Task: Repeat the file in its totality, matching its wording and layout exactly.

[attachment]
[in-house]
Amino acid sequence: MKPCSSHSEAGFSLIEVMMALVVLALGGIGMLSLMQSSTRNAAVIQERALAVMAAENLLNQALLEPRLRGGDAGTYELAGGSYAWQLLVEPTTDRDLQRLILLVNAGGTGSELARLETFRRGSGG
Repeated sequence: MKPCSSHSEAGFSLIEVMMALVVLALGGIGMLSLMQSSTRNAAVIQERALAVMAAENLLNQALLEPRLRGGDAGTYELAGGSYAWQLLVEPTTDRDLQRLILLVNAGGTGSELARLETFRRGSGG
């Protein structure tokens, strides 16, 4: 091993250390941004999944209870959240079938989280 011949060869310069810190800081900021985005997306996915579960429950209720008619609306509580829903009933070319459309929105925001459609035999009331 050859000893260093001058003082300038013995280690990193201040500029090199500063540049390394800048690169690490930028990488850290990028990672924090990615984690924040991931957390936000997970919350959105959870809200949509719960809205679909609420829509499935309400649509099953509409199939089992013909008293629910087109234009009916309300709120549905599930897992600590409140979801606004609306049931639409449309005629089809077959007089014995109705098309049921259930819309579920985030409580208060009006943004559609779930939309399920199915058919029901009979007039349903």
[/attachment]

[in-house]
Amino acid sequence: MKPCSSHSEAGFSLIEVMMALVVLALGGIGMLSLMQSSTRNAAVIQERALAVMAAENLLNQALLEPRLRGGDAGTYELAGGSYAWQLLVEPTTDRDLQRLILLVNAGGTGSELARLETFRRGSGG
Repeated sequence: MKPCSSHSEAGFSLIEVMMALVVLALGGIGMLSLMQSSTRNAAVIQERALAVMAAENLLNQALLEPRLRGGDAGTYELAGGSYAWQLLVEPTTDRDLQRLILLVNAGGTGSELARLETFRRGSGG
């Protein structure tokens, strides 16, 4: 091993250390941004999944209870959240079938989280 011949060869310069810190800081900021985005997306996915579960429950209720008619609306509580829903009933070319459309929105925001459609035999009331 050859000893260093001058003082300038013995280690990193201040500029090199500063540049390394800048690169690490930028990488850290990028990672924090990615984690924040991931957390936000997970919350959105959870809200949509719960809205679909609420829509499935309400649509099953509409199939089992013909008293629910087109234009009916309300709120549905599930897992600590409140979801606004609306049931639409449309005629089809077959007089014995109705098309049921259930819309579920985030409580208060009006943004559609779930939309399920199915058919029901009979007039349903």